3 France’s Antoine Meo, KTM, 1:29:30

4 Spain’s Daniel Oliveras Carreras, KTM, 1:30:06

5 France’s Johnny Aubert, Gas Gas, 1:31:00

FINAL OVERALL STANDINGS

1 Austria’s Matthias Walkner — CHAMPION

2 Argentina’s Kevin Benavides, 16:53 behind

3 Australia’s Toby Price, 23:01 behind

4 France’s Antoine Meo, 47:28 behind

5 Spain’s Gerard Farres, 1:01:04 behind

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CARS

South Africa’s Giniel de Villiers captured Stage 14, but it wasn’t close enough to unseat overall Rally winner Carlos Sainz of Spain.

Sainz had built a big lead and just had to maintain with defense, needing to finish just ninth in the final stage to take home his second consecutive Rally crown.

France’s Stephane Peterhansel finished second and Qatar’s Nasser Al-Attiyah finished third to wrap up the final stage, but while both were strong challengers throughout the Rally, they were unable to overtake Sainz when they needed to do so the most.

As for American riders, Ricky Brabec had consistently finished most stages in the top 10 to top 20, including two stage finishes early on as high as fourth place.

But a poor run Saturday relegated him to a disappointing overall finish of 39th in the Rally.

Here’s the top 5 Stage 14 finishers:

1 South Africa’s Giniel De Villiers, Toyota, 1:26:29

2 France’s Stephane Peterhansel, Peugeot, 1:27:09

3 Qatar’s Nasser Al-Attiyah, Toyota, 1:17:10

4 Argentina’s Lucio Alvarez, Toyota, 1:27:12

5 Netherlands’ Peter van Merkstelin, 1:28:35

FINAL OVERALL STANDINGS

1 Spain’s Carlos Sainz — CHAMPION

2 Qatar’s Nasser Al-Attiyah, 43:40 behind

3 South Africa’s Giniel De Villiers 1:16:41 behind

4 France’s Stephane Peterhansel, 1:25:29

5 Poland’s Jakub Przygonski 2:45:24

AMERICAN RIDERS – Stage 14 finishes

13 Shane Esposito, KTM, 1:38:13

14 Mark Samuels, Honda, 1:38:22

25 Andrew Short, Husqvarna, 1:41:21

39 Ricky Brabec, Honda, 1:47:15

57 Bill Conger, Husqvarna, 1:53:38

AMERICAN RIDERS – FINAL OVERALL FINISHES

17 Andrew Short

21 Mark Samuels

25 Shane Esposito

39 Ricky Brabec

66 Bill Conger

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TRUCKS

While the Netherlands’ Ton van Genugten was one of the stronger performers in the latter stages of the Rally, including winning Saturday’s final stage, he could finish no higher than eighth in the overall standings.

Frankly, no one could do much in the final stages to unseat eventual champ Eduard Nikolaev of Russia, who obliterated his nearest competitors in the last few stages.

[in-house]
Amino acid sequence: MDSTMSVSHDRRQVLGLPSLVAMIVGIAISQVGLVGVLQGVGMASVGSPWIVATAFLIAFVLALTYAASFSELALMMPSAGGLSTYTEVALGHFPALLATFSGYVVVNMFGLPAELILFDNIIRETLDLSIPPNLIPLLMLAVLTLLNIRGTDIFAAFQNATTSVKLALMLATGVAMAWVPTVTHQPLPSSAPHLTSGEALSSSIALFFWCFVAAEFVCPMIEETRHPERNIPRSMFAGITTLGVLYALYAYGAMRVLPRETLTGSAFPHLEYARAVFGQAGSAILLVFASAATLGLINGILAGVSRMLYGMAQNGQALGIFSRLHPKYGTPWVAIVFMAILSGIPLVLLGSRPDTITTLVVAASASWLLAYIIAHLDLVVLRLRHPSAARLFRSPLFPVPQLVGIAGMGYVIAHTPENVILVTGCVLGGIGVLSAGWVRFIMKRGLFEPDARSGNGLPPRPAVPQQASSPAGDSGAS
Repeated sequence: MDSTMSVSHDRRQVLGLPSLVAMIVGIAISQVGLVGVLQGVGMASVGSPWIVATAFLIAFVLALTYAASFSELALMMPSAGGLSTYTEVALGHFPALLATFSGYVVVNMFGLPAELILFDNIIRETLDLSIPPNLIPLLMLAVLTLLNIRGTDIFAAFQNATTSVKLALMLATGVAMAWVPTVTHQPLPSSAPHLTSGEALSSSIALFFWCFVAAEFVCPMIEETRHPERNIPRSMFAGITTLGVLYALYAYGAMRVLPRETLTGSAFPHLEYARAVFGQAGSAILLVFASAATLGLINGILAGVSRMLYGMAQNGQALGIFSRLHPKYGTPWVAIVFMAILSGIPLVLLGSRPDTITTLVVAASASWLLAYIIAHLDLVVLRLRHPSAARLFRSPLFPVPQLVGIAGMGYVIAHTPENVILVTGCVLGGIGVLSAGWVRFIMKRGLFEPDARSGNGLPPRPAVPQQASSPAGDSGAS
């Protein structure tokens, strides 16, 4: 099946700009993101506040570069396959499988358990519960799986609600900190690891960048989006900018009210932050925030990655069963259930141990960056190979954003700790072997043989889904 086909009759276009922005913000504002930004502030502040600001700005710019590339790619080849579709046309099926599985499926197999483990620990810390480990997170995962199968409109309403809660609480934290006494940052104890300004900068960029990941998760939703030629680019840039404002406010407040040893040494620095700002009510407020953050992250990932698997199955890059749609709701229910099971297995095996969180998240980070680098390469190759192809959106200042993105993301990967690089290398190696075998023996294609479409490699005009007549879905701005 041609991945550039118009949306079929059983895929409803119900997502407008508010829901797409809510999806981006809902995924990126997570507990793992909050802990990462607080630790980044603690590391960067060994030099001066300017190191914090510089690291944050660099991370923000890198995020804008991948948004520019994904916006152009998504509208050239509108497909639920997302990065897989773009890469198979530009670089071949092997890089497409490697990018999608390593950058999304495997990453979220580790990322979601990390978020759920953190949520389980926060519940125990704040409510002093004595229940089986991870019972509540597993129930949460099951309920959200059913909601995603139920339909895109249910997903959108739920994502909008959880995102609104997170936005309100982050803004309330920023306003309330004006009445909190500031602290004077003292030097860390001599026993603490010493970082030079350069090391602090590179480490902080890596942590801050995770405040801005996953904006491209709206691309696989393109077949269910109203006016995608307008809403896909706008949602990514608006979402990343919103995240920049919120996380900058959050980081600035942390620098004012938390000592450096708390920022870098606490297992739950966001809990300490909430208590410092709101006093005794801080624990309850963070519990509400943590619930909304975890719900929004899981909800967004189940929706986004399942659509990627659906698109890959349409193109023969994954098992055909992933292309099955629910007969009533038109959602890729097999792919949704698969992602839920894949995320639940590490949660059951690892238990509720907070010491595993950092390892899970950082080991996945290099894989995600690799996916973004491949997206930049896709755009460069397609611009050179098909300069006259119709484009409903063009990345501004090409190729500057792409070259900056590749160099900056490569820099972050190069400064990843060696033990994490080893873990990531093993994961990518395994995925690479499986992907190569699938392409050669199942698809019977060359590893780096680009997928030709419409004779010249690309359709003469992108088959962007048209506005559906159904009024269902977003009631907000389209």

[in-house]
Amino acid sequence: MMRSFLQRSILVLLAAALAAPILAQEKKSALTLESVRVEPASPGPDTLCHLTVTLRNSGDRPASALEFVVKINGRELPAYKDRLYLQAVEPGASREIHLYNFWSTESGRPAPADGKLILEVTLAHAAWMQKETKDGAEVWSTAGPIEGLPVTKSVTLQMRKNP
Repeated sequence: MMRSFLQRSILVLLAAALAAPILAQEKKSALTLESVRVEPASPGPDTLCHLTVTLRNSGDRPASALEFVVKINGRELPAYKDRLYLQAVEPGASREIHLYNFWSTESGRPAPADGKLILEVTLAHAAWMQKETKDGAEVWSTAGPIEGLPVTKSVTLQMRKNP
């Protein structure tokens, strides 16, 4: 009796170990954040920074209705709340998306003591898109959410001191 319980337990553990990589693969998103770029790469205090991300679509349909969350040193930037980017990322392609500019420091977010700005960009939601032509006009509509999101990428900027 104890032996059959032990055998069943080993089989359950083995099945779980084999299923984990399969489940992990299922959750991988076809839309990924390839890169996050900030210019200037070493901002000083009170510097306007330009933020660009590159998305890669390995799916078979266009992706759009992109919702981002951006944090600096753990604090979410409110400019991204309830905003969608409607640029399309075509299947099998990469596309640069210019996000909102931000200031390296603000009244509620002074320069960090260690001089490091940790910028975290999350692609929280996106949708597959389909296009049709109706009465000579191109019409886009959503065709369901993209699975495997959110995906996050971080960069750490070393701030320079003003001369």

Nikolaev won the overall Trucks class by nearly a four hour advantage over Belarus’s Siarhel Vlazovich and nearly a 5 ½ hour edge over Russian teammate Ayrat Mardeev.

Here’s the top 5 Stage 14 finishers:

1 Netherlands’ Ton van Genugten, Iveco, 1:39:47

2 Czech Republic’s Martin Macik, Liaz, 1:39:58

3 Russia’s Dmitry Sotnikov, Kamaz, 1:43:22

4 Russia’s Eduard Nikolaev, Kamaz, 1:44:04

5 Netherlands’ Gert Huznik, Renault, 1:44:42

FINAL OVERALL STANDINGS

1 Russia’s Eduard Nikolaev — CHAMPION

2 Belarus’s Siarhel Viazovich, 3:57:17 behind

3 Russia’s Ayrat Mardeev, 5:22:34 behind

4 Kazakhstan’s Artur Ardavichus, 6:38:22 behind

5 Czech Republic’s Martin Macik, 7:58:45 behind

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QUADS

Here’s the top 5 Stage 14 finishers:

1 Chile’s Ignacio Casale, Yamaha, 1:43:25

2 Paraguay’s Nelson Sanabria Galeano, Yamaha, 1:44:46

3 Argentina’s Nicolas Cavigliasso, Yamaha, 1:45:01

4 France’s Alex Dutrie, Yamaha, 1:45:08

5 Argentina’s Jeremias Gonzalez Ferioli, Yamaha, 1:46:27

FINAL OVERALL STANDINGS

1 Chile’s Ignacio Casale – CHAMPION

2 Argentina’s Nicolas Cavigliasso, 1:38:52 behind

3 Argentina’s Jeremias Gonzalez Ferioli, 2:08:14

4 Brazil’s Marcelo Medeiros, 4:30:00

5 Peru’s Alexis Hernandez, 4:38:53

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SxS UTV

Here’s the top 5 Stage 14 finishers:

1 Argentina’s Leonel Larrauri, Can-Am, 1:45:55

2 Brazil’s Reinaldo Varela, Can-Am, 1:53:59

3 France’s Patricie Garrouste, Polaris, 1:58:08

4 France’s Claude Fournier, Polaris, 2:01:12

5 Spain’s Jose Pena Campos, Polaris, 2:01:18

FINAL OVERALL STANDINGS

1 Brazil’s Reinaldo Varela – CHAMPION

2 France’s Patricie Garrouste, 57:37 behind

3 France’s Claude Fournier, 10:09:25

4 Spain’s Jose Pena Campos, 10:13:20

5 Argentina’s Leonel Larrauri, 27:54:15

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MORE: Dakar Rally daily stages schedule, NBCSN broadcast schedule, list of all competitors.

MORE: Stage 13 wrapup

MORE: Stage 12 wrapup

MORE: Stage 11 wrapup

MORE: Stage 10 wrapup

MORE: Stage 9 cancelled due to weather, impassible course conditions

MORE: Stage 8 wrapup

MORE: Stage 7 wrapup

MORE: Stage 6 wrapup

MORE: Stage 5 wrapup

MORE: Stage 4 wrapup

MORE: Stage 3 wrapup

MORE: Stage 2 wrapup

MORE: Stage 1 wrapup